'NATURAL BURIAL' PLAN THROWN OUT; Residents Win in Their War against New Green Cemetery
Byline: By DAN KAY
PLANS for Merseyside's first natural burial ground to be built on green belt land in Wirral have been refused.
Proposals for the 14-acre site near Irby Mill, which would have included a large functions building, 12 toilets and three storerooms and car park facilities, were rejected by councillors in September 2005, but that decision was appealed by builders.
Natural burial is a growing movement, involving farmers, local authorities and wildlife charities to establish a more environmentally friendly option to conventional burials using commemorative trees instead of traditional grave sites.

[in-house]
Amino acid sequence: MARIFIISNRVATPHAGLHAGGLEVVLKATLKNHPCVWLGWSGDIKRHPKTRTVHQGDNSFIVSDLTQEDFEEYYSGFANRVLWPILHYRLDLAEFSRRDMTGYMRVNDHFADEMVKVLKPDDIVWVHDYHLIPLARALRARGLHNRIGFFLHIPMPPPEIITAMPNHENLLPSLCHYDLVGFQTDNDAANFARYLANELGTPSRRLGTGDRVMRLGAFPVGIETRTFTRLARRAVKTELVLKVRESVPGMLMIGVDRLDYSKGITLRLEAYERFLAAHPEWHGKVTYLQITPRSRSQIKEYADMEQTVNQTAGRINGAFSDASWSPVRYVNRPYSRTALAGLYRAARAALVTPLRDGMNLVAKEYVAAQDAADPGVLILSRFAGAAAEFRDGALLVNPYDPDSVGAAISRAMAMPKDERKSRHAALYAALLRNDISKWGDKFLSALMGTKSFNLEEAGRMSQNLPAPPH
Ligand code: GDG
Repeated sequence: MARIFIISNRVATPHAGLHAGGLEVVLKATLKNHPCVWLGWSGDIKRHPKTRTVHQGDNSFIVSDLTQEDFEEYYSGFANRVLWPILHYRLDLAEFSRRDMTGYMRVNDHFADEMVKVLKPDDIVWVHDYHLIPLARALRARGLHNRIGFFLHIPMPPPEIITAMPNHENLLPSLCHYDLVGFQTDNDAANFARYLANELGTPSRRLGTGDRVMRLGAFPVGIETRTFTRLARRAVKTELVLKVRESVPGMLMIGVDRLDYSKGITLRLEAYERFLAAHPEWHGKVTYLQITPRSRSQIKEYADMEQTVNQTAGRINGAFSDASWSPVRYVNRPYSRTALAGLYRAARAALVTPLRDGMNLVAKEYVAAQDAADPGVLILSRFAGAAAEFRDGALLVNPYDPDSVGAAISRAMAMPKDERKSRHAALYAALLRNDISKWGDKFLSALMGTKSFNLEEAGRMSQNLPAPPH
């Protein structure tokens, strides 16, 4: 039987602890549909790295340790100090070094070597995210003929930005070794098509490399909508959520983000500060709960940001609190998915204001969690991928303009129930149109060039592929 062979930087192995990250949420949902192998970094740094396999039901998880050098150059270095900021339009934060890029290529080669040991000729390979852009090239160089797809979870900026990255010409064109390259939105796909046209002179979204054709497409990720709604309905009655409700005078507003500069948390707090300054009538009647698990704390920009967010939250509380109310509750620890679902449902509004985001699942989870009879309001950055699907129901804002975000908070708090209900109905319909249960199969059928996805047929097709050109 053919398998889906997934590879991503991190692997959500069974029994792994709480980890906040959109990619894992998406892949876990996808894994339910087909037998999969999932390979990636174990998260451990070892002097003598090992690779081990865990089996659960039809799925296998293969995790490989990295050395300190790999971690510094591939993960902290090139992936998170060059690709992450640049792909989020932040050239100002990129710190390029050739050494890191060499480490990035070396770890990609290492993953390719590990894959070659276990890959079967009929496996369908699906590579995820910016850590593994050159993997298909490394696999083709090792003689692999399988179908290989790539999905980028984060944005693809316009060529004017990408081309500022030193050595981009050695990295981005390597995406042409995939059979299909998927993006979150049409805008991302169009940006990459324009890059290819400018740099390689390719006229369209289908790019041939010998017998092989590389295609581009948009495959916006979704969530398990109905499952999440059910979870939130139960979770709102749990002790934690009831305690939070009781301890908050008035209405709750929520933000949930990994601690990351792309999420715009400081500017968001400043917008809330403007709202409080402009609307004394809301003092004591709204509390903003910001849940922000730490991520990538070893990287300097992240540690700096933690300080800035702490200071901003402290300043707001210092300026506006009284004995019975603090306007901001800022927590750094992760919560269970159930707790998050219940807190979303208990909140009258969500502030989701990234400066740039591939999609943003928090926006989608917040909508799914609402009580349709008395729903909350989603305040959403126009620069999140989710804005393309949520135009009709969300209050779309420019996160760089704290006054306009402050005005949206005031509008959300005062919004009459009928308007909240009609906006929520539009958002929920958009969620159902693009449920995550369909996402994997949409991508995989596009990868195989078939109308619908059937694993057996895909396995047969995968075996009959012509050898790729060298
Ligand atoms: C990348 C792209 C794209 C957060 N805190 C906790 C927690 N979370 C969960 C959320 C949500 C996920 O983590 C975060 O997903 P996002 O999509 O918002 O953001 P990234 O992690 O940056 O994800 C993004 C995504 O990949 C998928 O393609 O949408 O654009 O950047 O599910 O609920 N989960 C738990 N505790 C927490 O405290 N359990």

Residents who opposed the developments were out in force for the appeal before a planning inspector at Wallasey town hall in November.
Now the planning inspectorate has turned down the proposals on the grounds that the proposed building would be an obvious intrusion and would significantly alter the nature of the meadow land, obscuring countryside views.
Jean Quinn, Liberal Democrat councillor for the Greasby Frankby and Irby ward, said: "The inspector was left in no doubt about the feelings of residents that the proposed building and associated car parking was an inappro-riate development in the green belt. …